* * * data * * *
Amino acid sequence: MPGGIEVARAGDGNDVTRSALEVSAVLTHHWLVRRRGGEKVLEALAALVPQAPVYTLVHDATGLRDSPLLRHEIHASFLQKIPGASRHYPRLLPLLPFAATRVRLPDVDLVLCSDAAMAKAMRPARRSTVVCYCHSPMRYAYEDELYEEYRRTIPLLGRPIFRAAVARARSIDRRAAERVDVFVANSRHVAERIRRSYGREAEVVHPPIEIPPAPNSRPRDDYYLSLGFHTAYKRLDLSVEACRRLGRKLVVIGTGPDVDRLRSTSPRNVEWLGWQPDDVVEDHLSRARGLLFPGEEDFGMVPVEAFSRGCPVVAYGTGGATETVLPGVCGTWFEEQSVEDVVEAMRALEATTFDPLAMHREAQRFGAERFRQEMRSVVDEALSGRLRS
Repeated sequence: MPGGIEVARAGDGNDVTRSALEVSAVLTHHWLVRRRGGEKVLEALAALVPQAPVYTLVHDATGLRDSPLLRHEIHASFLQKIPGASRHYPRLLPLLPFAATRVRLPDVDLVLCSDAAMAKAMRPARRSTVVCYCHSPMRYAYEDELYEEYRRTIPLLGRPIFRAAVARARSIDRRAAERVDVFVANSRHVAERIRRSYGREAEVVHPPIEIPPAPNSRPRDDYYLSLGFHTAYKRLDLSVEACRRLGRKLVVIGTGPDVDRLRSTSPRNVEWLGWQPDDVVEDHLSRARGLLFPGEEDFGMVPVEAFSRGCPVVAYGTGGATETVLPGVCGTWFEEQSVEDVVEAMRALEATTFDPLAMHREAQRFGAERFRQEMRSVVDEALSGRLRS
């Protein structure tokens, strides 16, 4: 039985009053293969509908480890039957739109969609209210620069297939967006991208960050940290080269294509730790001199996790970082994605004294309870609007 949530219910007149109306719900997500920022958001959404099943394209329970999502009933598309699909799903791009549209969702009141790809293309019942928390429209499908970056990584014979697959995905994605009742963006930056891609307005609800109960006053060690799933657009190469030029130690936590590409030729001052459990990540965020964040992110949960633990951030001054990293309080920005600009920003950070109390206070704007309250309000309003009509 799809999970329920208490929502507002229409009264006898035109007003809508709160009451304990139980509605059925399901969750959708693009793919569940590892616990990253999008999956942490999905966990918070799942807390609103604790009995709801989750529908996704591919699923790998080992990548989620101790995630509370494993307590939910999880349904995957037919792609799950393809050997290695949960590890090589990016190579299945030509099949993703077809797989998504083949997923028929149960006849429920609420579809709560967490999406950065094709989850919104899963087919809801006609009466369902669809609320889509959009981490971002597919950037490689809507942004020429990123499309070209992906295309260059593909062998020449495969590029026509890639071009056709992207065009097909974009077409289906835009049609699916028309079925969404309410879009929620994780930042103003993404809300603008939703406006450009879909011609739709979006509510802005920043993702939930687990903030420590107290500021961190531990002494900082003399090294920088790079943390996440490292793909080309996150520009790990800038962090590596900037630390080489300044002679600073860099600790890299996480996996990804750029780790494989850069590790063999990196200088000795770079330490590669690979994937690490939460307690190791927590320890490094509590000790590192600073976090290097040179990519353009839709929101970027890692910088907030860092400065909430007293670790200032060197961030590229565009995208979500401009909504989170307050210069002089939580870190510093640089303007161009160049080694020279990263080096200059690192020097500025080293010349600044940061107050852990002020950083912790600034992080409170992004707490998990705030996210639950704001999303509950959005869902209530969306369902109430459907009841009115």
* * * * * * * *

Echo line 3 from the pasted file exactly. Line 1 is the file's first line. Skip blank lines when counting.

């Protein structure tokens, strides 16, 4: 039985009053293969509908480890039957739109969609209210620069297939967006991208960050940290080269294509730790001199996790970082994605004294309870609007 949530219910007149109306719900997500920022958001959404099943394209329970999502009933598309699909799903791009549209969702009141790809293309019942928390429209499908970056990584014979697959995905994605009742963006930056891609307005609800109960006053060690799933657009190469030029130690936590590409030729001052459990990540965020964040992110949960633990951030001054990293309080920005600009920003950070109390206070704007309250309000309003009509 799809999970329920208490929502507002229409009264006898035109007003809508709160009451304990139980509605059925399901969750959708693009793919569940590892616990990253999008999956942490999905966990918070799942807390609103604790009995709801989750529908996704591919699923790998080992990548989620101790995630509370494993307590939910999880349904995957037919792609799950393809050997290695949960590890090589990016190579299945030509099949993703077809797989998504083949997923028929149960006849429920609420579809709560967490999406950065094709989850919104899963087919809801006609009466369902669809609320889509959009981490971002597919950037490689809507942004020429990123499309070209992906295309260059593909062998020449495969590029026509890639071009056709992207065009097909974009077409289906835009049609699916028309079925969404309410879009929620994780930042103003993404809300603008939703406006450009879909011609739709979006509510802005920043993702939930687990903030420590107290500021961190531990002494900082003399090294920088790079943390996440490292793909080309996150520009790990800038962090590596900037630390080489300044002679600073860099600790890299996480996996990804750029780790494989850069590790063999990196200088000795770079330490590669690979994937690490939460307690190791927590320890490094509590000790590192600073976090290097040179990519353009839709929101970027890692910088907030860092400065909430007293670790200032060197961030590229565009995208979500401009909504989170307050210069002089939580870190510093640089303007161009160049080694020279990263080096200059690192020097500025080293010349600044940061107050852990002020950083912790600034992080409170992004707490998990705030996210639950704001999303509950959005869902209530969306369902109430459907009841009115």